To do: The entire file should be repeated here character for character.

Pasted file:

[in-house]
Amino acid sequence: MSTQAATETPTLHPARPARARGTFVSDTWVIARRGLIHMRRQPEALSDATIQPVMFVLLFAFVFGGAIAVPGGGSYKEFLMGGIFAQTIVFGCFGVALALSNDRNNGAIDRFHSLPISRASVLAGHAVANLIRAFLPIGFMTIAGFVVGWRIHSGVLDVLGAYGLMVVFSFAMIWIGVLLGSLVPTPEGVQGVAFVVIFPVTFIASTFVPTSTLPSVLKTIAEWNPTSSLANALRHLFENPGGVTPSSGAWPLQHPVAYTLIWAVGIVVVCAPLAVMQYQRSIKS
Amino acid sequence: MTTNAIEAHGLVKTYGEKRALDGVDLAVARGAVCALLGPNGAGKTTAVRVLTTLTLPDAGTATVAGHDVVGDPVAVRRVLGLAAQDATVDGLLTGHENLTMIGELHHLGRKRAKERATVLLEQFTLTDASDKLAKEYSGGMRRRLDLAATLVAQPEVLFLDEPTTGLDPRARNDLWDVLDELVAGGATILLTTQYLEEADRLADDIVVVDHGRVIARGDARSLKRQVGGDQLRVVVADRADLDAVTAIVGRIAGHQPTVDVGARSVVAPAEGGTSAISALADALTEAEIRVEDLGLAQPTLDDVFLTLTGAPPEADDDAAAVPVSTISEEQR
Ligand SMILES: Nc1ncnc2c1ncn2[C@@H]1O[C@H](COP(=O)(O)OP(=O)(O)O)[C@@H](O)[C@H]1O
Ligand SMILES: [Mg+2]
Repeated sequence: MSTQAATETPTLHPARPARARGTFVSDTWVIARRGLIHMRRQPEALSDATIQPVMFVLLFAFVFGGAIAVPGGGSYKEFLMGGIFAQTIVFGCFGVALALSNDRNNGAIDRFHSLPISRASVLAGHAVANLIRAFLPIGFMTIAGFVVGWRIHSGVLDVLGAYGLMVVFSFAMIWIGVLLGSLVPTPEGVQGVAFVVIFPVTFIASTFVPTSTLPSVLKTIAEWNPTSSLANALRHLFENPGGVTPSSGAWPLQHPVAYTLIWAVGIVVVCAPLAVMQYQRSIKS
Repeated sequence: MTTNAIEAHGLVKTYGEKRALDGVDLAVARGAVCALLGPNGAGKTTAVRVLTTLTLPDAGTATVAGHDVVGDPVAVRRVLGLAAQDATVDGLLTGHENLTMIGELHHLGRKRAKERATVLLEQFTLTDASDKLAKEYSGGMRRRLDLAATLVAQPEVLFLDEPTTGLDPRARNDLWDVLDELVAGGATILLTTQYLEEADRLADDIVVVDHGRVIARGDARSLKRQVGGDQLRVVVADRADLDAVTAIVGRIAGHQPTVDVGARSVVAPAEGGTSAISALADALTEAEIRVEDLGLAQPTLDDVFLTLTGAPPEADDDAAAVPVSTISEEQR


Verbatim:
[in-house]
Amino acid sequence: MSTQAATETPTLHPARPARARGTFVSDTWVIARRGLIHMRRQPEALSDATIQPVMFVLLFAFVFGGAIAVPGGGSYKEFLMGGIFAQTIVFGCFGVALALSNDRNNGAIDRFHSLPISRASVLAGHAVANLIRAFLPIGFMTIAGFVVGWRIHSGVLDVLGAYGLMVVFSFAMIWIGVLLGSLVPTPEGVQGVAFVVIFPVTFIASTFVPTSTLPSVLKTIAEWNPTSSLANALRHLFENPGGVTPSSGAWPLQHPVAYTLIWAVGIVVVCAPLAVMQYQRSIKS
Amino acid sequence: MTTNAIEAHGLVKTYGEKRALDGVDLAVARGAVCALLGPNGAGKTTAVRVLTTLTLPDAGTATVAGHDVVGDPVAVRRVLGLAAQDATVDGLLTGHENLTMIGELHHLGRKRAKERATVLLEQFTLTDASDKLAKEYSGGMRRRLDLAATLVAQPEVLFLDEPTTGLDPRARNDLWDVLDELVAGGATILLTTQYLEEADRLADDIVVVDHGRVIARGDARSLKRQVGGDQLRVVVADRADLDAVTAIVGRIAGHQPTVDVGARSVVAPAEGGTSAISALADALTEAEIRVEDLGLAQPTLDDVFLTLTGAPPEADDDAAAVPVSTISEEQR
Ligand SMILES: Nc1ncnc2c1ncn2[C@@H]1O[C@H](COP(=O)(O)OP(=O)(O)O)[C@@H](O)[C@H]1O
Ligand SMILES: [Mg+2]
Repeated sequence: MSTQAATETPTLHPARPARARGTFVSDTWVIARRGLIHMRRQPEALSDATIQPVMFVLLFAFVFGGAIAVPGGGSYKEFLMGGIFAQTIVFGCFGVALALSNDRNNGAIDRFHSLPISRASVLAGHAVANLIRAFLPIGFMTIAGFVVGWRIHSGVLDVLGAYGLMVVFSFAMIWIGVLLGSLVPTPEGVQGVAFVVIFPVTFIASTFVPTSTLPSVLKTIAEWNPTSSLANALRHLFENPGGVTPSSGAWPLQHPVAYTLIWAVGIVVVCAPLAVMQYQRSIKS
Repeated sequence: MTTNAIEAHGLVKTYGEKRALDGVDLAVARGAVCALLGPNGAGKTTAVRVLTTLTLPDAGTATVAGHDVVGDPVAVRRVLGLAAQDATVDGLLTGHENLTMIGELHHLGRKRAKERATVLLEQFTLTDASDKLAKEYSGGMRRRLDLAATLVAQPEVLFLDEPTTGLDPRARNDLWDVLDELVAGGATILLTTQYLEEADRLADDIVVVDHGRVIARGDARSLKRQVGGDQLRVVVADRADLDAVTAIVGRIAGHQPTVDVGARSVVAPAEGGTSAISALADALTEAEIRVEDLGLAQPTLDDVFLTLTGAPPEADDDAAAVPVSTISEEQR